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Univ. of Kansas: "Eta model performance for warm season heavy rainfall events across the central United States"

Final Report

This project examined the Eta model forecasts in heavy precipitation cases in Kansas. The work used the 80-km grid spacing, and the major goals were to

For the purpose of this study, heavy precipitation was defined as 2 or more inches of rainfall in 24 hours. Thirteen cases were chosen for the study, and the precipitation fields of the 24-hour forecast were compared to the gridded observed data during the same period. Results indicate that the model had difficulty with the precipitation results. Statistics indicated that there was a 41% probability that the Eta model was generating precipitation forecasts comparable to those produced by chance alone, and that the forecast had little or no skill for these events.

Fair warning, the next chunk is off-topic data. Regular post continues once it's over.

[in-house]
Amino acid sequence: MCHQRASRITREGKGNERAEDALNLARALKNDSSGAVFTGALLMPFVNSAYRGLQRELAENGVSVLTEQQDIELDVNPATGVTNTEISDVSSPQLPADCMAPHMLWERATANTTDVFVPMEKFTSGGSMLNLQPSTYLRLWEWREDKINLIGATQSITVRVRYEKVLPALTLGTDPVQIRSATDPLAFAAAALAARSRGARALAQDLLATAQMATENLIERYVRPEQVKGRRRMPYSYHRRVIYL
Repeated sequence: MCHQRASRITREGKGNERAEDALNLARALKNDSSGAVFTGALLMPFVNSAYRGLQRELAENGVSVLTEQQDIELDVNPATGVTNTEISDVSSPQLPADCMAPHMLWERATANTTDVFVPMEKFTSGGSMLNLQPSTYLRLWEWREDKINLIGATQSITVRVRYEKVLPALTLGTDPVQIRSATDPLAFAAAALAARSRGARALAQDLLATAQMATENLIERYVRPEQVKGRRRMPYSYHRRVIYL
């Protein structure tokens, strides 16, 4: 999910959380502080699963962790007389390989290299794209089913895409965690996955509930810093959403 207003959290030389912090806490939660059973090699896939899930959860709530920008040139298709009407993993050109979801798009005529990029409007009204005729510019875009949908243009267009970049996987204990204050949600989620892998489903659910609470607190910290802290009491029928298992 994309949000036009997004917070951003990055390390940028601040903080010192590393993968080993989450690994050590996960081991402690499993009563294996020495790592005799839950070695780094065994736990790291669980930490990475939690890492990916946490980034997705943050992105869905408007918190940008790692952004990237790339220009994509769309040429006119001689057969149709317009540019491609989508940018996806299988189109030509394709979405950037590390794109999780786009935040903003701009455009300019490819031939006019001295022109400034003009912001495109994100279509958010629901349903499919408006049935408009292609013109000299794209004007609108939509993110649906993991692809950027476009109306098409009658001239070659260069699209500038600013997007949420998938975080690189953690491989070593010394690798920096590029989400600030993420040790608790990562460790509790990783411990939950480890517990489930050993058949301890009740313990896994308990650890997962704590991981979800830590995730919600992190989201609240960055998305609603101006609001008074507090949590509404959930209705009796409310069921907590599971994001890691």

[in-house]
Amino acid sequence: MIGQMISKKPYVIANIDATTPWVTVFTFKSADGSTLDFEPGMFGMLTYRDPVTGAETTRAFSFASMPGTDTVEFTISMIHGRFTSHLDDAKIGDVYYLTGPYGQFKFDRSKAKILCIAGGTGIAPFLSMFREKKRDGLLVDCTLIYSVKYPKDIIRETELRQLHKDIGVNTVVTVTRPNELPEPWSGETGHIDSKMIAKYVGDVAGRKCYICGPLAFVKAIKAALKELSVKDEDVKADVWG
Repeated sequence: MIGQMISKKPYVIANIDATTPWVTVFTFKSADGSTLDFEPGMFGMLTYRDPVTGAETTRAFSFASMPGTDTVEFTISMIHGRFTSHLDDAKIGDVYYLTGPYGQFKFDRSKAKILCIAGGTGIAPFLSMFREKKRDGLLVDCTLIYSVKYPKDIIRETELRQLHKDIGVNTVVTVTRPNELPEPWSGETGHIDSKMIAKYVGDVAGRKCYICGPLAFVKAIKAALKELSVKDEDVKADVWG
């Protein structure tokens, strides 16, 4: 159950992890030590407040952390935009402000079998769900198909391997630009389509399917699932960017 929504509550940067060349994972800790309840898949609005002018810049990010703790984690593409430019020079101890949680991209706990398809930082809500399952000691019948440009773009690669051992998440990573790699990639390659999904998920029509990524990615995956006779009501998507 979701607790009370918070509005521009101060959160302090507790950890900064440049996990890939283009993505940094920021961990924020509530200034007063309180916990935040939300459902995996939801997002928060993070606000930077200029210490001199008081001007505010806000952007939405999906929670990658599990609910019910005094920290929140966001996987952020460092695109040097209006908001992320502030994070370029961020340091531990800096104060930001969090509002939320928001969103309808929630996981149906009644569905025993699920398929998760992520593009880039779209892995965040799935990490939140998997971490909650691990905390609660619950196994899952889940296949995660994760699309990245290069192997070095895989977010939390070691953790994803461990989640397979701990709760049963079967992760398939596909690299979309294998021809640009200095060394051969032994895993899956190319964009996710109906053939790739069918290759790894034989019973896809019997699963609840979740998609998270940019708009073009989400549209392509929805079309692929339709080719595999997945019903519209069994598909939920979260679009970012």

A further examination of a number of other Eta model fields indicated that the model did well in predicting vertical velocity and related parameters, moisture parameters, potential vorticity, and low-level jets. Interestingly, model fields of the divergence of Q-vectors and temperature advection were not generally good indicators of heavy precipitation events. Since other parameters in the Eta model appeared to be fairly good indicators of an upcoming heavy precipitation event, the precipitation parameterizations within the model do not seem to be generating precipitation at a rate corresponding with what one would expect from the other model variables. Virtually all the precipitation in these cases was produced by the cumulus parameterization which could have problems where the atmosphere is convectively (potentially) unstable.

Preliminary analysis of the PCGRIDDS fields indicates that it will represent the features associated with the heavy precipitation events with less intensity and focus.